v^2 = 2gh gives the height h you will climb, and g represents the deceleration due to gravity.
As you might, or might not have noticed, nowhere does the final height that you achieve depend on your mass. Big or small, if you start off with a velocity v and the only thing pulling you back to earth is gravity, then your jump height depends only on the deceleration due to gravity g and your total velocity v. Of course, there is another acceleration that enters into the leap - that provided by your leg muscles at the start of the jump. And this acceleration depends on the mass of the jumper. Using the second law of motion, that force equals mass times acceleration [F=ma] it is clear that for a given force, F, the heavier a person is, the less of an initial velocity he will achieve.
Which means a lower height h that said person will be able to attain.
|I was bitten by a radioactive spider. I can jump as far as a spider can.|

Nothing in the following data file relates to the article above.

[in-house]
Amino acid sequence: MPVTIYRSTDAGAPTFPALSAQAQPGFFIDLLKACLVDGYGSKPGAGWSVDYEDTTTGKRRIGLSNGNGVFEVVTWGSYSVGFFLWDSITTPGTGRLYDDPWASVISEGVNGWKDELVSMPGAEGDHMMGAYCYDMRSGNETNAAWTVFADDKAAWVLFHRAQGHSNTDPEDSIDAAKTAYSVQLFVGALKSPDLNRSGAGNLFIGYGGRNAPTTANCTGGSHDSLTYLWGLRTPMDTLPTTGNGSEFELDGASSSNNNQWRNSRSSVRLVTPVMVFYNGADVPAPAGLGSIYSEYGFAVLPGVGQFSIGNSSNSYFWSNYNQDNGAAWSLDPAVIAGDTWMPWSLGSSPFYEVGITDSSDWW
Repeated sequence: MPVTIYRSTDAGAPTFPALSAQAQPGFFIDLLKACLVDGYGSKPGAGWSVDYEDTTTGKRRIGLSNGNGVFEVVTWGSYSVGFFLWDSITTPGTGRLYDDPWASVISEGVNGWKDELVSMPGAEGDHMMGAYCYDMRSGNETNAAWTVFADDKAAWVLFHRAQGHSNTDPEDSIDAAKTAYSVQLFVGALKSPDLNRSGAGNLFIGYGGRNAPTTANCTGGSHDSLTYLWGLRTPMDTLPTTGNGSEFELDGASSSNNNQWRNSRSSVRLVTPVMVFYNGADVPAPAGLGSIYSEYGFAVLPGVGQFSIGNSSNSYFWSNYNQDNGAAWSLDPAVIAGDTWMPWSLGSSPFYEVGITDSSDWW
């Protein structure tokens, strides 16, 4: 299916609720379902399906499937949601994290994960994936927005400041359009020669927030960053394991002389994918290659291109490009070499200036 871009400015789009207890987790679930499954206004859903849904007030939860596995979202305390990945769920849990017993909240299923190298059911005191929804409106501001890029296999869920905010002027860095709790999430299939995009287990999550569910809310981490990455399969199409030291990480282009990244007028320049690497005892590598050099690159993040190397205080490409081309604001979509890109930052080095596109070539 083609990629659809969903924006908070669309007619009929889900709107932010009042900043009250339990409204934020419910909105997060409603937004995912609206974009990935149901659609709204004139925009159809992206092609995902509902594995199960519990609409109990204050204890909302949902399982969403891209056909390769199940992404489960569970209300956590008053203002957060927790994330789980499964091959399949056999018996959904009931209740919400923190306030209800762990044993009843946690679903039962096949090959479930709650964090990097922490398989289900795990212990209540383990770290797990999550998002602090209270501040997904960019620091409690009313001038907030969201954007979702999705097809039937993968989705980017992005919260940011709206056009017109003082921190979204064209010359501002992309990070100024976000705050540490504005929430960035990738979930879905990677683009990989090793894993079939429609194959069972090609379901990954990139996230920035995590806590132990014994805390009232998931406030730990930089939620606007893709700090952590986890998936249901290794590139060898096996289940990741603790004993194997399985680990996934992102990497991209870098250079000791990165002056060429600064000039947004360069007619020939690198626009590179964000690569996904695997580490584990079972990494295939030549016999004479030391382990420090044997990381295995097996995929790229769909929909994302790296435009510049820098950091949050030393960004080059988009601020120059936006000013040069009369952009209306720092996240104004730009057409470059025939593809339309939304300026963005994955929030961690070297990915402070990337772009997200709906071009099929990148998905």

It's not that spiders are such great leapers that they can jump many times their body length. Rather, it's that small insects have tiny muscles (small force), but they only have to lift an equally tiny mass to leap one meter, which just turns out to be many times larger than their sizes. Humans have much bigger muscles than insects, and can output much greater forces, however they also have to lift much heavier masses, so the net effect is that the range/height that they can jump is also about one meter.
TL;DR - F=ma demonstrates how Spiderman's jumping abilities are pure fiction.